Mr. Wills: The first phase of the Computers for Teachers initiative was very successful with nearly 28,000 teachers now owning a computer as a result of the scheme. Phase 2 of the Computers for Teachers scheme was launched on 10 January 2001. The second phase of the initiative is focused on Key Stage 3 mathematics teachers who teach in the maintained secondary sector (including non-maintained special schools) in England. The decision to focus funds available in this phase on mathematics at Key Stage 3 reflects the Government's drive to improve standards at Key Stage 3. This scheme is part of an ongoing commitment and although not all teachers will benefit from this phase, there will be similar opportunities for other teachers in the future. We are committed to continually exploring ways of widening teachers' access to computers and will continue to seek resources to do so.
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Learning Mentors help raise standards by re-engaging pupils with learning, and by freeing up teachers to concentrate on teaching. Learning Mentors are currently being introduced in secondary schools through the Government's Excellence in Cities programme, and through new Excellence Clusters. These two policies aim to raise standards in city schools and in other deprived and low-performing schools. By the end of the next school year, nearly a third of all secondary schools will have learning mentors as a result of these policies. Last year, Excellence in Cities schools saw an increase of 2.3 per cent. in the proportion of students getting five good GCSEs, compared to a 1.3 per cent. improvement in other schools.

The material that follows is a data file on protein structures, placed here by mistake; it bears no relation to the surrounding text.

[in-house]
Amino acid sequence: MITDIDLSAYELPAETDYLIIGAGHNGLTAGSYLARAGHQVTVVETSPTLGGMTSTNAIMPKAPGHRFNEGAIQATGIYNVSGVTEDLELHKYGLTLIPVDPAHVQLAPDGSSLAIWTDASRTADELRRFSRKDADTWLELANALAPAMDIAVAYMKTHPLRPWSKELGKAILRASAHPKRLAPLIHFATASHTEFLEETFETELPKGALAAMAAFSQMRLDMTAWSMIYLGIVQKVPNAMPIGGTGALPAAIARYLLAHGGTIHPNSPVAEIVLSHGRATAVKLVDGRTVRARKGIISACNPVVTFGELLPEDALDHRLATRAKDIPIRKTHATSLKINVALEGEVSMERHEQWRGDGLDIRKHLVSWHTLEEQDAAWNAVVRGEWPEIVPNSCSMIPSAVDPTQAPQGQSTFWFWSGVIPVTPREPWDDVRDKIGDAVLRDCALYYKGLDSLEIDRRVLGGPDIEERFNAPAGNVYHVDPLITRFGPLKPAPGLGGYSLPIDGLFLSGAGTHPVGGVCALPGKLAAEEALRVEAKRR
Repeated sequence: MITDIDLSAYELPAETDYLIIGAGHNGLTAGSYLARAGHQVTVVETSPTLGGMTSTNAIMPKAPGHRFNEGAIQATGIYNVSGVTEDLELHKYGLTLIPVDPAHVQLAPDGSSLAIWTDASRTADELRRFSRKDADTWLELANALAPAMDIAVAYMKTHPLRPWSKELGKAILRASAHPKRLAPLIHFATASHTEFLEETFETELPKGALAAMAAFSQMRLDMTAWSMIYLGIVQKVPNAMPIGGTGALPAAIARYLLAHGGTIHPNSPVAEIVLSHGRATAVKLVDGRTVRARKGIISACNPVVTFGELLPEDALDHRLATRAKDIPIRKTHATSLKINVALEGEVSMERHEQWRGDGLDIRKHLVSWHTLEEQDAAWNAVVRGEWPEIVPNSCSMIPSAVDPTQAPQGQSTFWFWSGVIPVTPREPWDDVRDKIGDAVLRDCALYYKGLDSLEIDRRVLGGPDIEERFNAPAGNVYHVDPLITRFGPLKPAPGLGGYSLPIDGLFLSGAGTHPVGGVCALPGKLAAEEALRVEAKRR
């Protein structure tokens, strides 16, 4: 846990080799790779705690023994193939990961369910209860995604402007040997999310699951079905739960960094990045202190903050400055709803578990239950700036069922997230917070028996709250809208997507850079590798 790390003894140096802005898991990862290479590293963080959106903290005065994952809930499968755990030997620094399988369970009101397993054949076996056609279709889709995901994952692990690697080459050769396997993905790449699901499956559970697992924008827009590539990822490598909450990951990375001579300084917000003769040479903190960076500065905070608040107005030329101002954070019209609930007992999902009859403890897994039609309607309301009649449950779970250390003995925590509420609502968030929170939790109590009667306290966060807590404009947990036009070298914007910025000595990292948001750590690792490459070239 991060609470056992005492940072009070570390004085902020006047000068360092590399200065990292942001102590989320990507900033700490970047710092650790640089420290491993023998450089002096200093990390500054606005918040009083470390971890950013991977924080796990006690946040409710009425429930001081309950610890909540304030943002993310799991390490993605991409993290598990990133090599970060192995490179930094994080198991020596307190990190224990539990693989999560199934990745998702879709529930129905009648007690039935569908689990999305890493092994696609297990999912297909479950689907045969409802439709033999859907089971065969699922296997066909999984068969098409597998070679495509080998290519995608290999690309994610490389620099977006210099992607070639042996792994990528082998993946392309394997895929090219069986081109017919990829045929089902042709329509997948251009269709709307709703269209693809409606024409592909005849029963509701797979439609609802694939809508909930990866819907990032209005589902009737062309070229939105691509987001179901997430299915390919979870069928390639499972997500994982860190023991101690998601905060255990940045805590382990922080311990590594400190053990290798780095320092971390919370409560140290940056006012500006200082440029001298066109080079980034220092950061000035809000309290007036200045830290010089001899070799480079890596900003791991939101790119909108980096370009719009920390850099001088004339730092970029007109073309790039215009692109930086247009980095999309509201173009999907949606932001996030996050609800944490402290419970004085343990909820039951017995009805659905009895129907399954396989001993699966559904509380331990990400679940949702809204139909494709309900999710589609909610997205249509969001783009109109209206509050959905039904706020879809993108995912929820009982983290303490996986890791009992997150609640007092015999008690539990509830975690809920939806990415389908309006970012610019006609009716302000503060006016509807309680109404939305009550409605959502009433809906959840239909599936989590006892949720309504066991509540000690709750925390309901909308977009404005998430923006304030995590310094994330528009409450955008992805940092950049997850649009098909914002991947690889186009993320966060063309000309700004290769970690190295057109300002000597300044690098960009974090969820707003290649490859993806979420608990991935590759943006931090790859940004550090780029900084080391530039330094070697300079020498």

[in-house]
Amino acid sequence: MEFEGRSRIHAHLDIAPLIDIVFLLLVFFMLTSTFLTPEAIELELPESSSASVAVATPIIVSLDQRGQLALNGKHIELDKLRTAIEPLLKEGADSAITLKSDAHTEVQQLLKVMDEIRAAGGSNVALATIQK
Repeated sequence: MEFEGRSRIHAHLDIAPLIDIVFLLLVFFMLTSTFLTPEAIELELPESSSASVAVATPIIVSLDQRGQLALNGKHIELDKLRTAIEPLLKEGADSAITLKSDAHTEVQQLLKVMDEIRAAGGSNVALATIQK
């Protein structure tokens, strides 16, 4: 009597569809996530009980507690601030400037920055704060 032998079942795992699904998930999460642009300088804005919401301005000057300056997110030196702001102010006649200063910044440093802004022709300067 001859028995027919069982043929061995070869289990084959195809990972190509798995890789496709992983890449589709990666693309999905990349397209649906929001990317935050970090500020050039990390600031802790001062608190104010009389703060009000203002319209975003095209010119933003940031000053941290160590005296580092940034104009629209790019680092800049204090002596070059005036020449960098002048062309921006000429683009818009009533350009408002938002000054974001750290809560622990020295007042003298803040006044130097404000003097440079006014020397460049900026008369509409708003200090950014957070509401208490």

An estimated 1,500 Learning Mentors will be working in secondary schools by the end of this school year, in addition to some 900 in primary schools. This will rise to over 2,300 in secondary schools by the beginning of 2004. Learning Mentors are popular with head teachers, with parents and with pupils. The formal evaluation has just begun, but we have already seen dramatic changes in attitude, behaviour, school attendance and motivation in some individual pupils who have worked with a Learning Mentor.
We announced in the "Schools: Building on Success" Green Paper on 12 February that a further four Excellence Clusters would begin in September 2001 and that more areas would be included over the next three years. This will bring the benefits of Learning Mentors to more schools in the primary and secondary sectors.
Schools and LEAs outside the areas covered by Excellence in Cities and Excellence Clusters may fund Learning Mentors from the extra money that they receive to reduce truancy and exclusion. In addition, the Connexions Service will bring in a universal service for all young people aged 13-19, including individualised support from Personal Advisers for those young people who need it most, wherever they live. Over time, the full Connexions Service will be delivered to young people aged 13-19 in a variety of settings, including in secondary schools.